Tallahassee, FL – Florida's battle with the federal healthcare law is headed to the U.S. Supreme Court. Lynn Hatter reports the state, along with 25 others, wants the entire law thrown out because of a mandate that everyone purchase health insurance or face penalties.
Florida argues the part of the federal Affordable Healthcare Act requiring everyone to purchase health insurance is unconstitutional. So far, several lower courts have issued opposing rulings on the question- with some siding with the state and others with the federal government. Florida Attorney General Pam Bondi wants the U.S. Supreme Court to go a few steps further.
"We believe that if the mandate is unconstitutional, then the entire healthcare act is unconstitutional."
Only one lower court has accepted that argument. The others that have sided against the individual mandate have said the rest of the law can stand. Joining Florida in its lawsuit are 25 other states, and the National Federation of Independent Businesses. Karen Harned is the Executive Director of the small business legal center. She says the lawsuit goes beyond the issue of healthcare.
"If congress can require every American to buy health insurance or pay a fine, then what product can Congress not require each of us to buy. And they can't answer that question because there is no answer. The bottom line is, if the individual mandate is upheld, Congress will have no constitutional limits on what it can require us to buy."
Harned says health insurance cost has been an issue with her group for more than two decades. But she argues the federal law has not improved the situation.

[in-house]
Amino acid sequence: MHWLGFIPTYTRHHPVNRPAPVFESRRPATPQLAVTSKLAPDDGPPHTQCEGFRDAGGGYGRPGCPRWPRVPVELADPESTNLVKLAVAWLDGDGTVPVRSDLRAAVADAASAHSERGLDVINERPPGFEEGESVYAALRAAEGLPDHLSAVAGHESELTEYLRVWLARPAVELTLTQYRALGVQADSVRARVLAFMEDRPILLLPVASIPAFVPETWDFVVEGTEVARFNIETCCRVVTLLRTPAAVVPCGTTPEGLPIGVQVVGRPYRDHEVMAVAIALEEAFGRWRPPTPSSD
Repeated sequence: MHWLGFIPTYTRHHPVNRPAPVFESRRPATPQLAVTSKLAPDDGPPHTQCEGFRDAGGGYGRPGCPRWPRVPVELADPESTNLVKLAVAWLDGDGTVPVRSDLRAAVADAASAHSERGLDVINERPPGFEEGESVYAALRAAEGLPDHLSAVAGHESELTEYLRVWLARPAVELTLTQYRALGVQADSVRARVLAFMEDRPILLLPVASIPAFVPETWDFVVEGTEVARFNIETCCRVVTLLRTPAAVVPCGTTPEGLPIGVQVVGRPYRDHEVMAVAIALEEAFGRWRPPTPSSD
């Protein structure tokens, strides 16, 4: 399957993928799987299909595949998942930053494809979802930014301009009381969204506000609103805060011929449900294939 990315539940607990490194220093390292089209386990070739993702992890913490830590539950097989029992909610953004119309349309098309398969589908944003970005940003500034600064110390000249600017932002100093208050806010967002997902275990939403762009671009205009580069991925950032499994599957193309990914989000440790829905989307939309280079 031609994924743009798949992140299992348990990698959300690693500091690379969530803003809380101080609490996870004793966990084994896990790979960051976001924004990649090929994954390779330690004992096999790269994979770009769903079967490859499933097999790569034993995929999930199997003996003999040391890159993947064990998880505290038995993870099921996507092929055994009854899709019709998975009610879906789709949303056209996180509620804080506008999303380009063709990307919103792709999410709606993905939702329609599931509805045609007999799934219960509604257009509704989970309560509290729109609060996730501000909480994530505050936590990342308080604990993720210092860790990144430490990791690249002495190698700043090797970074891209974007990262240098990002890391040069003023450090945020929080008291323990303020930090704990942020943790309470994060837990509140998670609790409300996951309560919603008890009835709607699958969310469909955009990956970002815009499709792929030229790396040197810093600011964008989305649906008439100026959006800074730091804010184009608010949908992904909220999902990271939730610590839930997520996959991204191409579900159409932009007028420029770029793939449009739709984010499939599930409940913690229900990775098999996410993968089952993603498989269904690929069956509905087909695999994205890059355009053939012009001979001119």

"You saw a Kaiser family foundation report yesterday indicating that premiums have significantly increased because of the new law."
The Kaiser report shows employer-sponsored health insurance premiums increased by nine-percent this year. Opponents point to the increase and say the healthcare law hasn't lived up to its billing. But, according to the Kaiser Foundation, other causes of premium increase include price hikes by hospitals and doctors and growing use of expensive new drugs and technologies. Supporters of the Federal Affordable Care act, like the consumer healthcare group Florida CHAIN, say the law hasn't had a chance to start working yet. Laura Goodhue is the Executive Director.
Reporter: "If we're supposed to be "
Goodhue (interrupts): "That's because a lot of the provisions haven't gone into effect."
The timing of the appeal to the U.S. Supreme Court means it could go before Justices in an election year. And Goodhue says she knows a lot is riding on the case.
"Regardless of the outcome, the rest of the law is the law of the land ad continues to be in effect now. I believe it is highly politically charged and we would just hope that our elected leaders will look to the best interest of Floridians."
Goodhue says she's confident the court will decide in favor of the law. But if it doesn't, she says there's still lots of good the Affordable care Act can do, even if the individual mandate is struck down. Florida is also asking the Supreme Court to invalidate another section of the Federal Affordable Care Act that calls for states to expand their Medicaid rolls or lose federal support. So far, only one court has ruled on that, and has said the Medicaid expansion can stay.